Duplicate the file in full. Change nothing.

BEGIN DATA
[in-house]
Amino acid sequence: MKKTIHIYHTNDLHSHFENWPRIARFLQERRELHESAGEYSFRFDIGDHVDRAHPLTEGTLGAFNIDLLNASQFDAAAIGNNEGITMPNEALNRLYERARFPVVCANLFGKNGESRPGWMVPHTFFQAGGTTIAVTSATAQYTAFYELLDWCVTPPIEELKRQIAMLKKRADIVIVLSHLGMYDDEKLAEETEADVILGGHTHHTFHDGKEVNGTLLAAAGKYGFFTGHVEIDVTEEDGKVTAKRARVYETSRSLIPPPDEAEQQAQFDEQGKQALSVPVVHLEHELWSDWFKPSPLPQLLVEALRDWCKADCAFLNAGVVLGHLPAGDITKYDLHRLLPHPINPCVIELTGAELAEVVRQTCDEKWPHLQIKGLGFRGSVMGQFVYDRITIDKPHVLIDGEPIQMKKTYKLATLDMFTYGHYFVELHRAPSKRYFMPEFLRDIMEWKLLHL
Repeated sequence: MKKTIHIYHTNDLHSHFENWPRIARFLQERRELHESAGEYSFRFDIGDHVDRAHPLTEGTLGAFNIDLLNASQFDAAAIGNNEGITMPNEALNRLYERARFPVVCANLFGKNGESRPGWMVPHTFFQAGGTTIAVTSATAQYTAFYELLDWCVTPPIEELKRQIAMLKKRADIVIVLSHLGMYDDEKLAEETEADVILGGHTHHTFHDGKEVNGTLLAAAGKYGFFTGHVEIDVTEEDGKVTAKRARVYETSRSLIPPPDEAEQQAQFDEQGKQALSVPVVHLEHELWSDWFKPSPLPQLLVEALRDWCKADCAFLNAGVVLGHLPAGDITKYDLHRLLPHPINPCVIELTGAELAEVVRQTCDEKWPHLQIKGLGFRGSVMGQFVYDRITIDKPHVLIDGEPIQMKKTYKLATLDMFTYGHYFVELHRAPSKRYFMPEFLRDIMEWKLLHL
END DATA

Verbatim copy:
[in-house]
Amino acid sequence: MKKTIHIYHTNDLHSHFENWPRIARFLQERRELHESAGEYSFRFDIGDHVDRAHPLTEGTLGAFNIDLLNASQFDAAAIGNNEGITMPNEALNRLYERARFPVVCANLFGKNGESRPGWMVPHTFFQAGGTTIAVTSATAQYTAFYELLDWCVTPPIEELKRQIAMLKKRADIVIVLSHLGMYDDEKLAEETEADVILGGHTHHTFHDGKEVNGTLLAAAGKYGFFTGHVEIDVTEEDGKVTAKRARVYETSRSLIPPPDEAEQQAQFDEQGKQALSVPVVHLEHELWSDWFKPSPLPQLLVEALRDWCKADCAFLNAGVVLGHLPAGDITKYDLHRLLPHPINPCVIELTGAELAEVVRQTCDEKWPHLQIKGLGFRGSVMGQFVYDRITIDKPHVLIDGEPIQMKKTYKLATLDMFTYGHYFVELHRAPSKRYFMPEFLRDIMEWKLLHL
Repeated sequence: MKKTIHIYHTNDLHSHFENWPRIARFLQERRELHESAGEYSFRFDIGDHVDRAHPLTEGTLGAFNIDLLNASQFDAAAIGNNEGITMPNEALNRLYERARFPVVCANLFGKNGESRPGWMVPHTFFQAGGTTIAVTSATAQYTAFYELLDWCVTPPIEELKRQIAMLKKRADIVIVLSHLGMYDDEKLAEETEADVILGGHTHHTFHDGKEVNGTLLAAAGKYGFFTGHVEIDVTEEDGKVTAKRARVYETSRSLIPPPDEAEQQAQFDEQGKQALSVPVVHLEHELWSDWFKPSPLPQLLVEALRDWCKADCAFLNAGVVLGHLPAGDITKYDLHRLLPHPINPCVIELTGAELAEVVRQTCDEKWPHLQIKGLGFRGSVMGQFVYDRITIDKPHVLIDGEPIQMKKTYKLATLDMFTYGHYFVELHRAPSKRYFMPEFLRDIMEWKLLHL